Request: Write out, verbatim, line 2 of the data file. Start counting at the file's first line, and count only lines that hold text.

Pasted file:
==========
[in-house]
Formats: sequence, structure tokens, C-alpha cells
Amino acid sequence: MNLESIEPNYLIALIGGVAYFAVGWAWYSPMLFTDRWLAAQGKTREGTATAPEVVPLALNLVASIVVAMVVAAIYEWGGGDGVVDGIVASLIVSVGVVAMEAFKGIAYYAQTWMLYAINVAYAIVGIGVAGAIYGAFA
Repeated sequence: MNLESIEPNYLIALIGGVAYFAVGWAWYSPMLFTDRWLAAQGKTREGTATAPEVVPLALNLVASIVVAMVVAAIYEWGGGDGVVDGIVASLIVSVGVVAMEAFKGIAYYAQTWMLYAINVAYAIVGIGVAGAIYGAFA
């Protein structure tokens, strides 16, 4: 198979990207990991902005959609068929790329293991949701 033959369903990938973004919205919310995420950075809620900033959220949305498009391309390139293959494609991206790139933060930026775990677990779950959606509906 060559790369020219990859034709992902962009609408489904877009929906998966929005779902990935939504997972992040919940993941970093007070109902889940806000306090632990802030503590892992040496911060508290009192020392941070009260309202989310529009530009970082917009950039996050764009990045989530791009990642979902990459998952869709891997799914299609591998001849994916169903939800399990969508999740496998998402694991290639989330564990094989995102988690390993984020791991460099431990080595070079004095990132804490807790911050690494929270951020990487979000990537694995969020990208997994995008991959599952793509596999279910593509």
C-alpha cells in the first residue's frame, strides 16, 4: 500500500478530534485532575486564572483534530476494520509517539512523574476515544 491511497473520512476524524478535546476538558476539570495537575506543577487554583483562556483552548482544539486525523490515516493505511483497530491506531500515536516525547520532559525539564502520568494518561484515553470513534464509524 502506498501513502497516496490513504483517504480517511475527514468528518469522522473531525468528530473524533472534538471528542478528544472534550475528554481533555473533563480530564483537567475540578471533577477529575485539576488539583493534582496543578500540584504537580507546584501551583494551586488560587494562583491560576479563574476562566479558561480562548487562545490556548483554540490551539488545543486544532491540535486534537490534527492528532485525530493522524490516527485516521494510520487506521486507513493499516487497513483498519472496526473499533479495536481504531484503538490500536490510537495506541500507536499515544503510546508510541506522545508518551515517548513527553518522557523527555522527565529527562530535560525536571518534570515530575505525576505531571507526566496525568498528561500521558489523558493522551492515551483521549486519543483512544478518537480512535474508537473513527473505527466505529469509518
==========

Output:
Formats: sequence, structure tokens, C-alpha cells